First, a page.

Emma Raducanu will go on to win grand slams and could even lift the US Open trophy this year, according to the last British woman to claim the singles title in New York.
Virginia Wade was a delighted spectator in Arther Ashe Stadium as the 18-year-old booked her place in the quarter-finals, which will see her take on Belinda Bencic today.
The idea Raducanu could be viewed as a genuine contender for the US Open title would have seemed ridiculous when the teenager began her qualifying campaign two weeks ago.
But, with only eight women left, and Raducanu having not dropped a set, it is now an extraordinary possibility. Raducanu showed off her talents on the biggest stage on Monday, dismissing American Shelby Rogers 6-2, 6-1.
A touching moment saw Raducanu alerted to Wade’s presence in her on-court interview and react with joyful enthusiasm, describing the three-time grand-slam singles champion — and winner in New York in 1968 — as an ‘absolute legend’.
Wade was effusive in her praise for Raducanu, hailing the teenager as the player to end her long reign as Britain’s last female winner of a slam singles title, at Wimbledon in 1977. ‘She’s really good in all departments,’ said Wade. ‘She serves great, her groundstrokes are fantastic, her concentration is good, physically she is strong — she really has it all. She is going to win grand slams, for sure.’
Throughout her run to the fourth round of Wimbledon and the last eight here, Raducanu is yet to face a top-40 opponent. As the Olympic champion, 11th seed and world No.12, Bencic is by some distance the highest-ranked player Raducanu has ever faced.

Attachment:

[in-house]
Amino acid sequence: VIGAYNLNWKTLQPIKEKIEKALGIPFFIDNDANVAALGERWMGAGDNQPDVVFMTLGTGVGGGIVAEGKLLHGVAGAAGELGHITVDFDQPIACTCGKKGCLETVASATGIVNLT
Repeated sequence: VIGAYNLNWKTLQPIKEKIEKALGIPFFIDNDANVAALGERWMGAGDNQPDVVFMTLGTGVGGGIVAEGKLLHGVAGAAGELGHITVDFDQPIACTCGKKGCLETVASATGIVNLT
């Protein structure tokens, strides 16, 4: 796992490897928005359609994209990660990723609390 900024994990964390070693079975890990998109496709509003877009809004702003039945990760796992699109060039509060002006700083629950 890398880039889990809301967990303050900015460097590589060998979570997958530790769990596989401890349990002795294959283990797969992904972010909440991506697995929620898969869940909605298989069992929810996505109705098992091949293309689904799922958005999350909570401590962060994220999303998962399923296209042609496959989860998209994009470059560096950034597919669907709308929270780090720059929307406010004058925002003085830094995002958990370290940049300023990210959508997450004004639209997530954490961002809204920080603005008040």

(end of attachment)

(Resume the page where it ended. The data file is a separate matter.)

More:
But regardless of what happens when they meet this afternoon, Wade is confident a star is born. She told the Telegraph: ‘There’s a few categories that I rate players on.
‘Athleticism, determination, technique, concentration, and an ability to improvise. Emma ticks all the boxes in my mind. She’s got a good physique. She’s quick, very athletic, and hits the ball beautifully in all areas.
‘You might just like to see her come to the net a little bit more — sometimes you need to do something a bit different. The only thing that could stop her would be injuries. Or overplaying and getting stale and distracted.
‘But I’m very optimistic. She could even go on and win this tournament. In the long run I don’t think it matters one way or another. But you look at it and think, “Why not?”.
‘When someone special comes along, you can see they stand head and shoulders over their contemporaries. During my career, with the likes of Chris Evert, we knew about them ages before they arrived on tour. With Martina [Navratilova] and Steffi [Graf] you could tell they were going to be good forever.’
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